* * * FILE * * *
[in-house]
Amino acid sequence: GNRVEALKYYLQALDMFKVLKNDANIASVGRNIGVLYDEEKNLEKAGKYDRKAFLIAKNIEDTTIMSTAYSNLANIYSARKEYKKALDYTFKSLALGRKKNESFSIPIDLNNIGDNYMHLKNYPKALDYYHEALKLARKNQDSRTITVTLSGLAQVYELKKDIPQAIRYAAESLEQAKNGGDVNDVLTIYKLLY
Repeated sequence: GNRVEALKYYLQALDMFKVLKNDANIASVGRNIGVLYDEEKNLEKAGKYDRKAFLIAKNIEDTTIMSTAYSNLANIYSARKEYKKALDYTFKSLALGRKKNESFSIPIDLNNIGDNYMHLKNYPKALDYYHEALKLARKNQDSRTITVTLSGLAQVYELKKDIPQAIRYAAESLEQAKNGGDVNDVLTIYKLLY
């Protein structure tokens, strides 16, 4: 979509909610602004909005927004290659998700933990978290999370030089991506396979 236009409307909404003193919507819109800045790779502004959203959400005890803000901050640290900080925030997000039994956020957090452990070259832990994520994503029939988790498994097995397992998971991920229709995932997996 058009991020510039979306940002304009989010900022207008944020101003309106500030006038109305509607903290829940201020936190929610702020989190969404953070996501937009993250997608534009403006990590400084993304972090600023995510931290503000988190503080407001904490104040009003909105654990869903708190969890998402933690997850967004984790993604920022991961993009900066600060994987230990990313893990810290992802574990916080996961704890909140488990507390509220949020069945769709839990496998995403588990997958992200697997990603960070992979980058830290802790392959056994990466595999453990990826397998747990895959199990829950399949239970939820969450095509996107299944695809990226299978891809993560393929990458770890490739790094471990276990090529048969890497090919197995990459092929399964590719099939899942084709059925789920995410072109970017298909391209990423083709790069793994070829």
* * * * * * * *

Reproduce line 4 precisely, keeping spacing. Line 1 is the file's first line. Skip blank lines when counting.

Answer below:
């Protein structure tokens, strides 16, 4: 979509909610602004909005927004290659998700933990978290999370030089991506396979 236009409307909404003193919507819109800045790779502004959203959400005890803000901050640290900080925030997000039994956020957090452990070259832990994520994503029939988790498994097995397992998971991920229709995932997996 058009991020510039979306940002304009989010900022207008944020101003309106500030006038109305509607903290829940201020936190929610702020989190969404953070996501937009993250997608534009403006990590400084993304972090600023995510931290503000988190503080407001904490104040009003909105654990869903708190969890998402933690997850967004984790993604920022991961993009900066600060994987230990990313893990810290992802574990916080996961704890909140488990507390509220949020069945769709839990496998995403588990997958992200697997990603960070992979980058830290802790392959056994990466595999453990990826397998747990895959199990829950399949239970939820969450095509996107299944695809990226299978891809993560393929990458770890490739790094471990276990090529048969890497090919197995990459092929399964590719099939899942084709059925789920995410072109970017298909391209990423083709790069793994070829």